Non-Profit Continuing Care Retirement Communities
Continuing Care Retirement Communities have increased in popularity within the past few years. Offering a model that transitions with the seniors that they care for, these facilities have become popular options for senior care. Non-profits (particularly religious organizations) have played a key role in the rise in popularity.
Summary of findings:
The non-profit sector plays a key role in the creation of Continuing Care Retirement Communities. They are growing in popularity, and the United States has nearly 2,000, which is up 7.5% over the past 10 years. Of these communities, 8 out of 10 are registered as non-profit organizations. A core offering of every CCRC is independent living in individual cottages or apartments. Individual residents may then segue to increased care as needed. With the prevalent role non-profits play, there are several large Continuing Care Retirement Communities run by non-profit organizations. US. National Senior Campus tops the non-profits offering this service in terms of size, with 19,051 units. Following them, The Evangelical Lutheran Good Samaritan Society has 17,839 units, and coming in as the third largest non-profit CCRC is ACTS Retirement Services, Inc. with 7,862 units.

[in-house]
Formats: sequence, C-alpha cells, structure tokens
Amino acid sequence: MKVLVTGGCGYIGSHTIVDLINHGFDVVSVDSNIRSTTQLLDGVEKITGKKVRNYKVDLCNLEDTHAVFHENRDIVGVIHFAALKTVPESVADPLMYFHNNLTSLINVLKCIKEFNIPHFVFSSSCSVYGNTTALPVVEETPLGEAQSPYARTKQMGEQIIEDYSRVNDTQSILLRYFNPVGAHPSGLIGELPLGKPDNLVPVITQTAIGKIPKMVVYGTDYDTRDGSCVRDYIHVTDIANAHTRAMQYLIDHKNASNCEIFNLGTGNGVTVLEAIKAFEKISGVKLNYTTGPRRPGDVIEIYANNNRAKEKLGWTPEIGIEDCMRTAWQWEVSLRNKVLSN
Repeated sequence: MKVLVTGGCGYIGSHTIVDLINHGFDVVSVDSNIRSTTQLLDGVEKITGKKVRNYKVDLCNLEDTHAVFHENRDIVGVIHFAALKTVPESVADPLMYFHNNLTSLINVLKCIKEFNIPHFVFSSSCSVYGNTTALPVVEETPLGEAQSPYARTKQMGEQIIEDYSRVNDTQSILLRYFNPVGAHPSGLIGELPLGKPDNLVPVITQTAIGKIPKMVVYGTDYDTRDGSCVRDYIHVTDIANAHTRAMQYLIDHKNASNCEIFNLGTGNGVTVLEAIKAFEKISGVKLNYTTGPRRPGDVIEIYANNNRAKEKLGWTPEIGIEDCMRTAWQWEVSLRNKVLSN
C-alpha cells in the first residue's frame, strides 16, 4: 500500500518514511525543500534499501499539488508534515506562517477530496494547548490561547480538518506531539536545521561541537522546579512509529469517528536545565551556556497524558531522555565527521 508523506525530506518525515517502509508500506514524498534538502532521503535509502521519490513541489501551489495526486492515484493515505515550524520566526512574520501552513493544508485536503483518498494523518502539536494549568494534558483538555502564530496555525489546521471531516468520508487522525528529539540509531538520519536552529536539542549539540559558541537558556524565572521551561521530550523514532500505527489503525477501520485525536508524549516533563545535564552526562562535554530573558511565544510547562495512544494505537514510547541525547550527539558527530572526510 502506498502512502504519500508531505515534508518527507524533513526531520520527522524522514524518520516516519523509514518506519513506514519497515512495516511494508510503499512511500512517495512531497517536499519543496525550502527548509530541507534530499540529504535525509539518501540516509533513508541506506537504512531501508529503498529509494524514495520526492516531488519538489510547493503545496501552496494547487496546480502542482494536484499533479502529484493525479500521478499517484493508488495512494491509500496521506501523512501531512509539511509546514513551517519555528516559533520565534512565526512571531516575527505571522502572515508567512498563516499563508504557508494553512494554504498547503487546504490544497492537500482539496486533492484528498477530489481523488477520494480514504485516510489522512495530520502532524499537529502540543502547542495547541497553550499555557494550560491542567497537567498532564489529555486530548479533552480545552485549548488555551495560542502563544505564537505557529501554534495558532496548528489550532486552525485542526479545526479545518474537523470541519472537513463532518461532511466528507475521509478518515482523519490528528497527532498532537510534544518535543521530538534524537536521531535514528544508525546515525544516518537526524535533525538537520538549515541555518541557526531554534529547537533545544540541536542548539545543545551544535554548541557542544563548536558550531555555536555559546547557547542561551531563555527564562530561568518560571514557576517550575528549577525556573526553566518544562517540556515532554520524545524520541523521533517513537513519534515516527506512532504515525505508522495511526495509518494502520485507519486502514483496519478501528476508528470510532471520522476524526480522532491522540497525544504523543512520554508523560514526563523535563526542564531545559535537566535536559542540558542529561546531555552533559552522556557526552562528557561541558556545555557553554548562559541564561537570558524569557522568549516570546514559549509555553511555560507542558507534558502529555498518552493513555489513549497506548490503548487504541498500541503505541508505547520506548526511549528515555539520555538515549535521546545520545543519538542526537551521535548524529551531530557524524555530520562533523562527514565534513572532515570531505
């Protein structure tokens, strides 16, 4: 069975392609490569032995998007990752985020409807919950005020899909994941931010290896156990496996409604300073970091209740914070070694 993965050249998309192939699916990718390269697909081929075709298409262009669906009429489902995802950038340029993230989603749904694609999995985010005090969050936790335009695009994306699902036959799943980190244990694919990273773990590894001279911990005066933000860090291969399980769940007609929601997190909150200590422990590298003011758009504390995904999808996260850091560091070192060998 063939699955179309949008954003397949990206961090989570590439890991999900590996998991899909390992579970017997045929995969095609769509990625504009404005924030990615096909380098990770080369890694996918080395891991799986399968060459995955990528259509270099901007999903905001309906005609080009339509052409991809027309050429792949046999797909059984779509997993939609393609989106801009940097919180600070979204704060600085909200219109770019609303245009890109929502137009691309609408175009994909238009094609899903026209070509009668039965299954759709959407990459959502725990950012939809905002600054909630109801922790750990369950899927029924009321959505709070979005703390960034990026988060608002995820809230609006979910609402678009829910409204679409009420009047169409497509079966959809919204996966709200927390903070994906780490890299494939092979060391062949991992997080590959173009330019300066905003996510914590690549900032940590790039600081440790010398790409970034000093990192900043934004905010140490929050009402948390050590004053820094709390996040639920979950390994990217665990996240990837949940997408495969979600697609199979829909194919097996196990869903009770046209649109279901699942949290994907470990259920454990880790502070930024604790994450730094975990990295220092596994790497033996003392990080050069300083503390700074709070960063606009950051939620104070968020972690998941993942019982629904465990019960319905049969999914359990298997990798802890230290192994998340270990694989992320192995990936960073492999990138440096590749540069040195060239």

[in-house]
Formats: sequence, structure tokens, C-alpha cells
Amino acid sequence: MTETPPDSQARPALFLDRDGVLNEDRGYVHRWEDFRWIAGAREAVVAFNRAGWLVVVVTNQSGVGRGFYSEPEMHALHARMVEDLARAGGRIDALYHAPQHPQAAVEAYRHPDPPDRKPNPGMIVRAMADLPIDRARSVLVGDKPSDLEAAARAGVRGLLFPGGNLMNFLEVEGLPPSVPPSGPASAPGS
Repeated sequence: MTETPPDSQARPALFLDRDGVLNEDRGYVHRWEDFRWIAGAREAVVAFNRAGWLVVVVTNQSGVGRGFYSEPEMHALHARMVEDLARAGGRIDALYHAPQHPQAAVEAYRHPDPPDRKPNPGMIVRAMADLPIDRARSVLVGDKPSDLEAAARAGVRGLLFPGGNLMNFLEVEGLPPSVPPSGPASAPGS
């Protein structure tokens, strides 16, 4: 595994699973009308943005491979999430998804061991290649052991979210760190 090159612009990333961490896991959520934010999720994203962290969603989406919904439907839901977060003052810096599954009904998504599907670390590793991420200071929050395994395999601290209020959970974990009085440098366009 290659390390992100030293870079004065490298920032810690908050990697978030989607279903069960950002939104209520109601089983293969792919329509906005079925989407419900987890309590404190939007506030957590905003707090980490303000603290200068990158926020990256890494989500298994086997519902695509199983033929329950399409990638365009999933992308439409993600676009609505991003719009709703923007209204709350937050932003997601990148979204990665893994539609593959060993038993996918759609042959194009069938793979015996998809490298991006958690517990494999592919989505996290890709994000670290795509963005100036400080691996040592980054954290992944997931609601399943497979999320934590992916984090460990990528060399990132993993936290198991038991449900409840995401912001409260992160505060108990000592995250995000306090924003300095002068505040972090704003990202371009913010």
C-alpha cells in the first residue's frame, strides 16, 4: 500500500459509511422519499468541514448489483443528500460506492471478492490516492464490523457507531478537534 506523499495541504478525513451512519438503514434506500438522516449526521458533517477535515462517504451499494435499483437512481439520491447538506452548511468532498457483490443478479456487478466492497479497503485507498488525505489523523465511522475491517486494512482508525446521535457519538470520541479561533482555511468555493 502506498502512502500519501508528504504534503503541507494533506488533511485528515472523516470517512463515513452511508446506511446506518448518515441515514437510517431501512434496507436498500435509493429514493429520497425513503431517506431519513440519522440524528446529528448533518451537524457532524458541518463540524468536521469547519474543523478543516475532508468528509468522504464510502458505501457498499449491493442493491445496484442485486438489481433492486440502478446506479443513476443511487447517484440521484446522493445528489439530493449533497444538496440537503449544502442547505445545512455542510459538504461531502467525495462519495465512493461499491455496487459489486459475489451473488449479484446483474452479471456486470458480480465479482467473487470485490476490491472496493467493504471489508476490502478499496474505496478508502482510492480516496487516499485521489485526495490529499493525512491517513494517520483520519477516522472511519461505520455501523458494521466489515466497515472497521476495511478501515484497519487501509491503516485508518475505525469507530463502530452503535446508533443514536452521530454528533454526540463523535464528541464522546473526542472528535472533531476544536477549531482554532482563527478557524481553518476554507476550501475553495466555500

Non-profit organizations operate 80% of Continuing Care Retirement Communities in the United States. The current trend indicates that they will continue to become a staple in senior living. It remains to be seen if the non-profit sector will maintain their hold on these facilities.